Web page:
In an underreported case highlighting tensions between police and people with psychiatric disorders, the state of California has agreed to pay nearly $1 million to a man with schizophrenia.  The money will be placed in a special needs trust (SNT) to enhance the man’s quality of life while preserving his eligibility for public benefits.  

On December 10, 2012, Jeffrey Jurgens was allegedly driving the wrong way down a one-way street in Sacramento, and a brief high-speed chase ensued. When Jurgens was pulled over, two police officers approached the car, guns drawn. Jurgens—a 21-year-old unarmed man weighing 130 pounds and diagnosed with bipolar disorder and schizophrenia—opened his car door while keeping his feet in the car and raised his hands.

One officer kicked Jurgens in the face while the other began striking him with his baton.  Two other officers soon arrived and joined in.  The officers pulled Jurgens from his car by his feet and continued to strike him with their batons, knees and feet as Jurgens tried to shield his head with his arms.  One of the officers  struck Jurgens 23 times with his baton.. As captured on video taken from a squad car’s dashboard cam, the two original officers concluded the beating by giving each other a “high-five.” Jurgens, who spent the next 79 days in police custody, sustained a broken arm, brain injury and psychological trauma.

The beating of Jurgens, who is white, did not capture the attention of similar cases such as Rodney King in Los Angeles and Stephon Clark, who was shot and killed by the Sacramento police in March.  But Jurgens filed an excess force lawsuit in 2014, alleging a range of federal and state civil rights claims. The parties agreed to settle the case in March.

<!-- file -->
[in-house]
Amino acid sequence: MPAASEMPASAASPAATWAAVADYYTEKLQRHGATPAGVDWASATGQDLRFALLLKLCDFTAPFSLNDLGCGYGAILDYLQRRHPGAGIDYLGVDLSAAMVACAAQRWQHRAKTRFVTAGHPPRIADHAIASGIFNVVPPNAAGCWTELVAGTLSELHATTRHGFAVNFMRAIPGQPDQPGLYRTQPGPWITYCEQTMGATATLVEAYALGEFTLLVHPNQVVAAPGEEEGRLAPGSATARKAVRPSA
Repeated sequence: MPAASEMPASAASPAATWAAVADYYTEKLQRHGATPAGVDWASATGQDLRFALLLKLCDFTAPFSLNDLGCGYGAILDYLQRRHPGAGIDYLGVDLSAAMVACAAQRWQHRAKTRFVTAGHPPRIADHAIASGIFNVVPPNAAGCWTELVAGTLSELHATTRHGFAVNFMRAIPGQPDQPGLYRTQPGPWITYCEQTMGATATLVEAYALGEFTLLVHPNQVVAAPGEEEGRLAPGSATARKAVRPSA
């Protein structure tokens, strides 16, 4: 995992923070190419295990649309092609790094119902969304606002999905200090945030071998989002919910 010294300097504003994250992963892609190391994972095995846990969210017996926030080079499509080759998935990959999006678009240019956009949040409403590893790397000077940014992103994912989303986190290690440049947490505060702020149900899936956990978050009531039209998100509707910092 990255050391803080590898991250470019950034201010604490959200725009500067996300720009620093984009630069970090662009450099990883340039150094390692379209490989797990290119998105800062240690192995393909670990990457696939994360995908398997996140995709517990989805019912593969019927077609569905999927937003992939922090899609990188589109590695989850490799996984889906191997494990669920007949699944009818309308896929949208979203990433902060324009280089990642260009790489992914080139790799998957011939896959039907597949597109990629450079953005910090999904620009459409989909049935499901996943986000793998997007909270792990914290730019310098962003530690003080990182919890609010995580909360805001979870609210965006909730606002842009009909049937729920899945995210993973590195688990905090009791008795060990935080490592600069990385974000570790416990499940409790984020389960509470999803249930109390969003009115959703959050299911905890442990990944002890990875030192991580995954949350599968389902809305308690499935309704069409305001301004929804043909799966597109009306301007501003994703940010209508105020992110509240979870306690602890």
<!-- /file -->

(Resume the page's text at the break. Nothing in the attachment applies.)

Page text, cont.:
On April 26, 2018, the U.S. District Court for the Eastern District of California approved a settlement between Jurgens and the four police officers named in the lawsuit, with the state agreeing to pay Jurgens $999,999.  In its decision approving the settlement, the court reviewed a proposed special needs trust for Jurgens’ benefit, , which it found to be “fair and reasonable.”

By placing the settlement funds into a special needs trust, Jurgens will maintain his eligibility for Medi-Cal (California’s Medicaid program) and Supplemental Security Income.  The trust designates as trustee a California licensed professional fiduciary who has worked with several special needs trust beneficiaries in the past.

For more information on setting up a special needs trust prior to settling a personal injury claim, click here, or contact your special needs planner.

For news coverage of the Jurgens settlement, click here.

For an article on how misunderstanding disability can lead to police violence, click here.

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